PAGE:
As human-caused climate change devastates the planet, forests play a critical role in keeping it habitable. While politicians and business leaders would have us believe that cutting down forests can be offset by mass tree planting, Wohlleben offers a warning: many tree planting campaigns lead to ecological disaster. Not only are these trees more susceptible to disease, flooding, fires, and landslides, we need to understand that forests are more than simply a collection of trees. Instead, they are ecosystems that consist of thousands of species, from animals to fungi and bacteria. The way to save trees, and ourselves? Step aside and let forests—which are naturally better equipped to face environmental challenges—heal themselves.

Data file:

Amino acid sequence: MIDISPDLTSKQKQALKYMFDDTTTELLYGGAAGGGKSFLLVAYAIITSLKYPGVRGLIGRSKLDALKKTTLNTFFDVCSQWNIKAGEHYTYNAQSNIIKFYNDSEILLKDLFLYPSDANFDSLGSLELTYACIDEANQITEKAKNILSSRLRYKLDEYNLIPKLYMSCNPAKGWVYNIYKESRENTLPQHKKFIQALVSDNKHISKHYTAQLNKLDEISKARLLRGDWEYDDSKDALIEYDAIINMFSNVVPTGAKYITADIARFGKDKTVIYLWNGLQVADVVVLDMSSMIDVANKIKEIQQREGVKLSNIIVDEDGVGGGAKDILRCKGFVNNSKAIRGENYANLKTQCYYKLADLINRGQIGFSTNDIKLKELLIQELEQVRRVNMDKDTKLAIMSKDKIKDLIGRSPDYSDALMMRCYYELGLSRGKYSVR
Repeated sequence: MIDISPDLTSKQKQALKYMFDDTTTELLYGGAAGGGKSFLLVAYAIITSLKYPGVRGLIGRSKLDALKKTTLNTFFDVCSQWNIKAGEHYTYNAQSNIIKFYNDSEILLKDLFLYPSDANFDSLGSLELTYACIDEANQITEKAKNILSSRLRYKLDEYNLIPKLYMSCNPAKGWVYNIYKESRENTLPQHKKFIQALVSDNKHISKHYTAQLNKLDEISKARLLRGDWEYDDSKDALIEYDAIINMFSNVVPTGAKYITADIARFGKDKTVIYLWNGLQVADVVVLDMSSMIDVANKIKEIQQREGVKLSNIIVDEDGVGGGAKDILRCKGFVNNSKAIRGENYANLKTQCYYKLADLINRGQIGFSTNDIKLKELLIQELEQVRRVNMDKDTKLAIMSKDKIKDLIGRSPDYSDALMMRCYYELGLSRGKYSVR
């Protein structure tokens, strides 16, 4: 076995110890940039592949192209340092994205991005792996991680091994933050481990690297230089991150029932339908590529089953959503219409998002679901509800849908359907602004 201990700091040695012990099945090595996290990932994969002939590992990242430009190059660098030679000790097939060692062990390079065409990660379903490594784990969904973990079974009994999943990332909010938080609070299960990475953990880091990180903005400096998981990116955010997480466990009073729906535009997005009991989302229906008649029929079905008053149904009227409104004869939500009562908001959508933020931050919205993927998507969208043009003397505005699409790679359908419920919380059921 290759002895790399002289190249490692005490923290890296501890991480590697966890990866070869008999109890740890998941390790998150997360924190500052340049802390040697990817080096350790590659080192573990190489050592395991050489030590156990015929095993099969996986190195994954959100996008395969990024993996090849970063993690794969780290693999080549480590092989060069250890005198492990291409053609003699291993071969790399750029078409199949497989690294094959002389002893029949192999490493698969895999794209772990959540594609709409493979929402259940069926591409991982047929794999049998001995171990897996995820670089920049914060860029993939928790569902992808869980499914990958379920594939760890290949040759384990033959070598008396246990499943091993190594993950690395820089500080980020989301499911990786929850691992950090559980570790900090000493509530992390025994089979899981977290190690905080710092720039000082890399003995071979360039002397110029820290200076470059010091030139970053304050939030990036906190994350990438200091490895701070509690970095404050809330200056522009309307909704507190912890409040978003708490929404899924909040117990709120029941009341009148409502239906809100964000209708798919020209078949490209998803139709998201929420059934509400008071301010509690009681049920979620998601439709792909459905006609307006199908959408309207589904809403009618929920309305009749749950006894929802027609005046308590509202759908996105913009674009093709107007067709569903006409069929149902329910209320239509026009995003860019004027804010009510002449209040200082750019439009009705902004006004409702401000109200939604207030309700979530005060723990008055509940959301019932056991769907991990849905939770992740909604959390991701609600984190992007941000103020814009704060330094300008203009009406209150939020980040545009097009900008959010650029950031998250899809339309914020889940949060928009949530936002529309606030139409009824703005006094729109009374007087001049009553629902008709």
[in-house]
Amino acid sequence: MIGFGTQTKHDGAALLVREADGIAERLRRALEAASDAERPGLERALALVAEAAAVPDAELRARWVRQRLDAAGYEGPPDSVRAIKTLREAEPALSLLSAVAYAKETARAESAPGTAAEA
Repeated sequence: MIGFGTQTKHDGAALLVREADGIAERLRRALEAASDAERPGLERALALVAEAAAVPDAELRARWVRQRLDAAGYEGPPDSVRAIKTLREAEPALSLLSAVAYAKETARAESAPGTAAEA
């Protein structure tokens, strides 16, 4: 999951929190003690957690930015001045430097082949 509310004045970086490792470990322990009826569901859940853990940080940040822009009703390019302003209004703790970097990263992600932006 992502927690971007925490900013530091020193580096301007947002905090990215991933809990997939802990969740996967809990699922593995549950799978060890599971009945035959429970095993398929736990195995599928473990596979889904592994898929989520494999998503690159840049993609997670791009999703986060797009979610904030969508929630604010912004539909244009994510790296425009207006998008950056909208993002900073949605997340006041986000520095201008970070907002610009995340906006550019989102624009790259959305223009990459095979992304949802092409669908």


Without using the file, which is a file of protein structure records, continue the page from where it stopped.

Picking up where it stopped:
With the warmth and wonder familiar to readers from his previous books, Wohlleben also shares emerging scientific research about how forests shape climates both locally and across continents; that trees adapt to changing environmental conditions through passing knowledge down to their offspring; and how old growth may in fact have the most survival strategies for climate change.

At the heart of The Power of Trees lies Wohlleben's passionate plea: that our survival is dependent on trusting ancient forests, and allowing them to thrive.



Several People Are Typing by Calvin Kasulke"Several People Are TypingA horror story set in the void of office Slack messages. Paranoia realism, WFH body snatching, inter-office romance, PR schemes gone awry, and what's with all the dogs howling?  Delve into the mysterious world that Calvin Kasulke creates in today's new, scary, thrilling and absurd corporate culture."

Roy Normington, Senior Customer Service Specialist